When Ryan Grey Smith and wife Ahna Holder built a shed for storage, it wasn't just any shed. Their compact space turned into a profitable business model and an idea that would resonate with people. Modern-Shed, their do-it-yourself-esque shed business, has become popular for its useful and affordable living spaces.

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When Ryan Grey Smith and his wife, Ahna Holder, bought their Seattle home in 1998, it didn’t have a garage, a basement or an attic.

The 1940s-era house was advertised as a “teardown,” a candidate for demolition. The two architects renovated the home themselves.

Their solution for the lack of storage space? Simple enough: they built a shed.

But it wasn’t just any shed. Their shed was less like a typical garden shed, and more like a chic outdoor room of the house, a hideaway chamber for storage, working and relaxing.

Little did they know that the compact space would turn into a profitable business model and an idea that would resonate. Now, Modern-Shed, their do-it-yourself-esque shed business, has become popular for its useful and attractive living spaces.

The prefabricated sheds come in a variety of shapes and sizes and are modern in design. The sloping metal roof lets in light at the interior wood ceiling, and the four-wall design gives the sheds a simple elegance.

“It’s that whole thing of having a small space,” Smith said. “Maybe that’s why people gravitate toward this.”

A company is born

The first person to do so was a client in 2003 who stopped by to discuss a basement renovation. When he saw the shed in Smith’s backyard, however, he thought the space was perfect and cheaper than adding another room to his home, Smith said. He ordered his own shed, in a similar style as Smith’s.

Smith and Holder saw the potential in modern sheds then, and in 2005, formally launched their business.

How it works

Modern-Shed offers various options for clients, from a simple 6-by-8-foot garden shed to a more elaborate 12-by-18-foot studio. They offer larger dwelling sheds, too, with plumbing and space for kitchen amenities, although the bathroom and kitchen fixtures themselves are not included.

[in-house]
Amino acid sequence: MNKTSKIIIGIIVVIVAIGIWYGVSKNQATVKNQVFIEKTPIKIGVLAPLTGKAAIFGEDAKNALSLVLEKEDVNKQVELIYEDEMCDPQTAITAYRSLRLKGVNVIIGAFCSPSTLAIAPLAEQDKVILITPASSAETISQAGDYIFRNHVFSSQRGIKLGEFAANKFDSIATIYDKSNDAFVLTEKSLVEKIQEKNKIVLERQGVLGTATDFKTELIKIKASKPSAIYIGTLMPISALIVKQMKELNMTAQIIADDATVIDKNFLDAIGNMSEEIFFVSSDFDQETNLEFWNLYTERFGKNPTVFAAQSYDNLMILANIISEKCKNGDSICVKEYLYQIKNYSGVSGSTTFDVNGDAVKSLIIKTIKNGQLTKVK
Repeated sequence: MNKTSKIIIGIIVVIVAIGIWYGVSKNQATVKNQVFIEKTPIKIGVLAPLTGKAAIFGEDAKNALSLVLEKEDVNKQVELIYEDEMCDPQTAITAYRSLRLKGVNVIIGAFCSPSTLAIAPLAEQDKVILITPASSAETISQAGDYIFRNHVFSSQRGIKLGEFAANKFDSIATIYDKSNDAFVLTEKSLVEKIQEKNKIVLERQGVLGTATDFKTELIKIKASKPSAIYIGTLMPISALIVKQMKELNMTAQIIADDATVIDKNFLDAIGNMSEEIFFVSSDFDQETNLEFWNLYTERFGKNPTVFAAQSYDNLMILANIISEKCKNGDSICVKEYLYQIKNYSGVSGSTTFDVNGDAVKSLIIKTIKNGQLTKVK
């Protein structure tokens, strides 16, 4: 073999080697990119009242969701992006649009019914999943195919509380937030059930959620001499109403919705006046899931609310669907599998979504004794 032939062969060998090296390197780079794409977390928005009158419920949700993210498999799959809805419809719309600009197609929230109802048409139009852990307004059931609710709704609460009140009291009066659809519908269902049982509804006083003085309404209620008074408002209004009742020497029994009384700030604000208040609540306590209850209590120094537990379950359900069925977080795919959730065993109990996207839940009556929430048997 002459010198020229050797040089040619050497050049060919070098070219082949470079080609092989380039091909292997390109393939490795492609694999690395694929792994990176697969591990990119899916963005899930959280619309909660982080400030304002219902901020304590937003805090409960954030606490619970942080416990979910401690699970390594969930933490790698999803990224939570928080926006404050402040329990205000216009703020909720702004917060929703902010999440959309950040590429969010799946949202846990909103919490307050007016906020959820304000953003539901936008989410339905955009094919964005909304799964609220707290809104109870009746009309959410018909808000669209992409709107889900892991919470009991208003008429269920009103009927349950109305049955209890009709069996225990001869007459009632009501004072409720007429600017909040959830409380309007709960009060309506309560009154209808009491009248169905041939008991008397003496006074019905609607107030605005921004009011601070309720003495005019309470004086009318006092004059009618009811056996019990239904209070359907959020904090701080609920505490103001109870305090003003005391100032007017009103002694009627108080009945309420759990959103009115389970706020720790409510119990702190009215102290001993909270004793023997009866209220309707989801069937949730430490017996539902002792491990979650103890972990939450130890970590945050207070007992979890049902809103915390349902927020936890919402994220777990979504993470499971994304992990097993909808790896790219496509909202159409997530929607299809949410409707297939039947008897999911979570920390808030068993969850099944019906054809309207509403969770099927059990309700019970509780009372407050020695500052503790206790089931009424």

Most clients custom-design their sheds, and have the option of paying extra for alternative eco-friendly options, such as denim wall insulation, cork floor tiles and a GreenGrid roof. These roofs can be planted with vegetation to lower energy costs.

Although the sheds come in all shapes and sizes, the basics are the same: four walls and a sloped roof.

“It really is about finding some alternative ways to build something and building something that will last,” Smith said. “Tearing down a wall is a big deal. Why not do something simple?”

Working from home

Nancy Moscatiello and her husband, Derek Dryman, were considering adding another room to their 1930s-era home in Los Angeles, when they saw Modern-Shed on “Visiting … With Huell Howser,” a television program that aired on KCET-TV, a PBS affiliate.

“We said wait a minute — that would be so much easier,” Moscatiello said. “Having this studio done was easily a quarter of what it would have cost to add onto the house.”

Moscatiello and her husband bought a 10-by-14-foot studio shed, where her husband does animation work.

“It’s away from the kids and the house and dogs and stuff,” she said. “He can leave [his work] in the middle of a project and he doesn’t worry about people messing it up.”

As more people work from home, Smith said, an option like Modern-Shed makes sense. It’s about more than utility — people want a space away from their hectic home lives.

“If you just add on an addition to the house, it’s still your house. It’s too tempting to be like ‘oh, crying baby, oh, the dishes,’ ” said Kate Ostergard, who works at home for gorptravel.com. Her husband, Warren Ostergard, works at home, too, as a film producer. “When you actually leave the main house and go outside, you are actually going to work.”

The Ostergard’s shed is “technologically decked out,” she said, with a 12-foot custom desk, surround sound in-wall speakers, a flat panel TV, wireless Internet, air conditioning, heating and a custom dog door.

Their shed, with all the additional amenities they requested, was still significantly less than what it would have cost to add another room to the home, she said.

Cheaper and prebuilt

Modern-Shed prices range from $6,000 to $23,000, depending on the shed’s size and amenities.

The sheds are prebuilt, pre-drilled and shipped flat from Sedro-Wooley, complete with a tool kit. In a matter of days, clients can install the shed themselves, or pay a bit extra for the delivery people to erect it.

Smith and Holder, who stay busy with Modern-Shed as well as another business called Grey Design Studio and their 3-year-old daughter, Della, can’t really “escape it all” in their own shed. Their work tends to follow them whether they’re in the studio shed or home office.

“We’re constantly thinking up stuff,” he said. “It’s just the way it goes.”